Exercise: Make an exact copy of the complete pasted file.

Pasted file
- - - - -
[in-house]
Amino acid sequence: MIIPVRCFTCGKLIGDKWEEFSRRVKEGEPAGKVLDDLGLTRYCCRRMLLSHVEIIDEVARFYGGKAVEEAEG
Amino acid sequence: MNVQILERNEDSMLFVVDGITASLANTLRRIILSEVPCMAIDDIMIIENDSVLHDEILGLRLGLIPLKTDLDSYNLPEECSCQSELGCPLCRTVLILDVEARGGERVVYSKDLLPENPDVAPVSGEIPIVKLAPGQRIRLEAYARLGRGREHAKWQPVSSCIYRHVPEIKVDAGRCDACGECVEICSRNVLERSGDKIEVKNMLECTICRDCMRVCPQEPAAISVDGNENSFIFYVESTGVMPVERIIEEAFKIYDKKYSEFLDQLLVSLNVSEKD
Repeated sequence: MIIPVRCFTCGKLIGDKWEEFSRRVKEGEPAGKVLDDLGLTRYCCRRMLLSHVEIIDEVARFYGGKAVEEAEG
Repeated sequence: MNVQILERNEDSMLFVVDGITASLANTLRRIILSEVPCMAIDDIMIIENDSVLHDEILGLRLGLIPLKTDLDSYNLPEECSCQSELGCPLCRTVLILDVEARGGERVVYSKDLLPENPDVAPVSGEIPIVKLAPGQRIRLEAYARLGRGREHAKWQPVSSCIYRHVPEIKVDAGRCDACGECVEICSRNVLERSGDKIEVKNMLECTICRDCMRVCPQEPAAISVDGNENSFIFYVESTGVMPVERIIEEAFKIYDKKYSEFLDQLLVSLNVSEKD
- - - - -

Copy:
[in-house]
Amino acid sequence: MIIPVRCFTCGKLIGDKWEEFSRRVKEGEPAGKVLDDLGLTRYCCRRMLLSHVEIIDEVARFYGGKAVEEAEG
Amino acid sequence: MNVQILERNEDSMLFVVDGITASLANTLRRIILSEVPCMAIDDIMIIENDSVLHDEILGLRLGLIPLKTDLDSYNLPEECSCQSELGCPLCRTVLILDVEARGGERVVYSKDLLPENPDVAPVSGEIPIVKLAPGQRIRLEAYARLGRGREHAKWQPVSSCIYRHVPEIKVDAGRCDACGECVEICSRNVLERSGDKIEVKNMLECTICRDCMRVCPQEPAAISVDGNENSFIFYVESTGVMPVERIIEEAFKIYDKKYSEFLDQLLVSLNVSEKD
Repeated sequence: MIIPVRCFTCGKLIGDKWEEFSRRVKEGEPAGKVLDDLGLTRYCCRRMLLSHVEIIDEVARFYGGKAVEEAEG
Repeated sequence: MNVQILERNEDSMLFVVDGITASLANTLRRIILSEVPCMAIDDIMIIENDSVLHDEILGLRLGLIPLKTDLDSYNLPEECSCQSELGCPLCRTVLILDVEARGGERVVYSKDLLPENPDVAPVSGEIPIVKLAPGQRIRLEAYARLGRGREHAKWQPVSSCIYRHVPEIKVDAGRCDACGECVEICSRNVLERSGDKIEVKNMLECTICRDCMRVCPQEPAAISVDGNENSFIFYVESTGVMPVERIIEEAFKIYDKKYSEFLDQLLVSLNVSEKD